Imagery and symbolism are two literary conventions used in a variety of genres including poetry. They are both used in similar ways to enhance an author’s message or theme, and may sometimes be confusing for this reason. Imagery is a technique that uses strong sensory words to create a vivid mental picture for the reader, so that he or she can see something as the author sees it. Symbolism, on the other hand, is the use of a concrete object to stand for a concept, idea, or situation. Many authors use imagery and symbolism together to enhance the overall theme of a literary work, but they can also be used separately.
Use of imagery in a poem or other fictional work may be for the straightforward purpose of conveying to the reader a full and thorough description of something. For example, instead of telling the reader outright that a thunderstorm was severe, an author may attempt to show this fact by using colorful words like “booming thunder,” “piercing lightning,” or “pelting rain” to allow the reader to draw the conclusion on his or her own. Many times, a writer will use imagery to signal the reader that the description of a particular object is an important part of the overall story or message that is being conveyed.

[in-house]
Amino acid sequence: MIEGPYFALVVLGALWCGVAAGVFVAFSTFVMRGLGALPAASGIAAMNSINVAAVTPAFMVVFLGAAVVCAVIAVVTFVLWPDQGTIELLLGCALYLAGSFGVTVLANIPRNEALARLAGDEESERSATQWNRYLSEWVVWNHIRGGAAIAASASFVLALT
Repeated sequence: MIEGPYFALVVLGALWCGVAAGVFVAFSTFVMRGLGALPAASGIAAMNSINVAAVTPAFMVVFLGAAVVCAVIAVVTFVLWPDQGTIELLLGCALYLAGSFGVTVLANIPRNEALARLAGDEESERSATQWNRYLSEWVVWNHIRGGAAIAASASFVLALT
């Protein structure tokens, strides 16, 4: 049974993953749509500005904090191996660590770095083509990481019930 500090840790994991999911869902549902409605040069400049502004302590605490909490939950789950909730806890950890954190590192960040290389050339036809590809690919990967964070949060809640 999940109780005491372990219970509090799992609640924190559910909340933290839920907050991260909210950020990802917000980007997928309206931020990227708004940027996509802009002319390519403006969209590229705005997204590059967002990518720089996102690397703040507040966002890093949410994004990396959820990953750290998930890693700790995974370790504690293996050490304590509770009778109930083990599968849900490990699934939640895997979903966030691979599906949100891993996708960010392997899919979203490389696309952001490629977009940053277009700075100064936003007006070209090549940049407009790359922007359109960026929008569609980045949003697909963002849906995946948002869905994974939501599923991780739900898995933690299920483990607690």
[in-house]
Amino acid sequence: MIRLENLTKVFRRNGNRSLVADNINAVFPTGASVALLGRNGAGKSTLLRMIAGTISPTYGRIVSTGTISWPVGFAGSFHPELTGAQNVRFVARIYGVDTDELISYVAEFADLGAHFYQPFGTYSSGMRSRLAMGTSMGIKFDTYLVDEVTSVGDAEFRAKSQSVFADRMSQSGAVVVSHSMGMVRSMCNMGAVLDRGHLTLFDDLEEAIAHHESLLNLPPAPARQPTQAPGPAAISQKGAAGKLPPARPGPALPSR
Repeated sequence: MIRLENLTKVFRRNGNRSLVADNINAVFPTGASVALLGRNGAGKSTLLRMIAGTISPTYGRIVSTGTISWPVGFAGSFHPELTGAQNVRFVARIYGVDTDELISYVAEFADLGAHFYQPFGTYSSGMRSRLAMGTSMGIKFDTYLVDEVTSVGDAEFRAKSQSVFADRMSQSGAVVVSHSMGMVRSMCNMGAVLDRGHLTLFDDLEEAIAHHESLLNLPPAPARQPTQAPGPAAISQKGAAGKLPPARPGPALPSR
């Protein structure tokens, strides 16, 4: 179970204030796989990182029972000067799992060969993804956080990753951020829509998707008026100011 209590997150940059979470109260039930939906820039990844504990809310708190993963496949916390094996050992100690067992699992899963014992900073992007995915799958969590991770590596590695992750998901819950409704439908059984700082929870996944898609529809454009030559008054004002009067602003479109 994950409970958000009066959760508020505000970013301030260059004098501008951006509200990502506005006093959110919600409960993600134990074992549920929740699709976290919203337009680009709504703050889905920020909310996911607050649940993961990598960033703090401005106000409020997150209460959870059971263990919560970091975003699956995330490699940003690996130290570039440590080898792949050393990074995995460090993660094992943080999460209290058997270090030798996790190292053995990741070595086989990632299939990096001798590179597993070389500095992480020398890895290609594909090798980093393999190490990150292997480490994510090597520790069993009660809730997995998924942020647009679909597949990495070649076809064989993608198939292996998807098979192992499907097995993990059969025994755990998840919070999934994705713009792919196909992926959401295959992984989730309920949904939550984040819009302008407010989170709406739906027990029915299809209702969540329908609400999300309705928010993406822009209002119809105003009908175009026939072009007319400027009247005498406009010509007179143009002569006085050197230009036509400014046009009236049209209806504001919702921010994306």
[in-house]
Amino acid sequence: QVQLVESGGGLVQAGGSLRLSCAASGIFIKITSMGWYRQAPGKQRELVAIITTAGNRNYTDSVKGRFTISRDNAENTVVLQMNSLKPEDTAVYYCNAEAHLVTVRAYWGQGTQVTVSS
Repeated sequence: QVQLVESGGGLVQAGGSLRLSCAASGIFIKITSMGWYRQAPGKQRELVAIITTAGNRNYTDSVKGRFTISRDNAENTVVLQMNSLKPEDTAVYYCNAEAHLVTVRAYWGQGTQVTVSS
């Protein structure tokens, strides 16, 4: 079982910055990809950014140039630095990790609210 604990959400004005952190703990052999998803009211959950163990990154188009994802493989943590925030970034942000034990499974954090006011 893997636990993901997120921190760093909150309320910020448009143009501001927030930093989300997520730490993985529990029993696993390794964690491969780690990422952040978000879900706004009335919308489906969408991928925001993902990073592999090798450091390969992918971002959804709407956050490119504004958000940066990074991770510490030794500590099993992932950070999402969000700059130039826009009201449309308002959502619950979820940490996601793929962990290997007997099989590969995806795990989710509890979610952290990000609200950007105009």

Imagery and symbolism are often used together, which can sometimes make it difficult to identify them as two separate literary conventions. A thunderstorm which has been thoroughly described using imagery could also be used to symbolize, or stand for, a concept like chaos or discontent among characters or in a certain situation. An author may also begin a scene by telling the reader about the thunderstorm, then progress to an argument between characters or a major plot twist in the story. In this case, the thunderstorm is used to symbolize the characters’ negative feelings and emotions.
Sometimes, imagery and symbolism can be recognized through careful analysis of a poem or other literary work. When an author is using imagery, there will be a large number of adjectives and adverbs used that appeal to many different senses. These words will be very specific and give the reader a mental picture of the object that is being described. Symbolism, on the other hand, may be accompanied by a great deal of description, or sometimes by very little. The object being used as a symbol will often appear repeatedly throughout the writing, such as the appearance of ravens in Shakespeare’s Macbeth, which symbolize impending misfortune.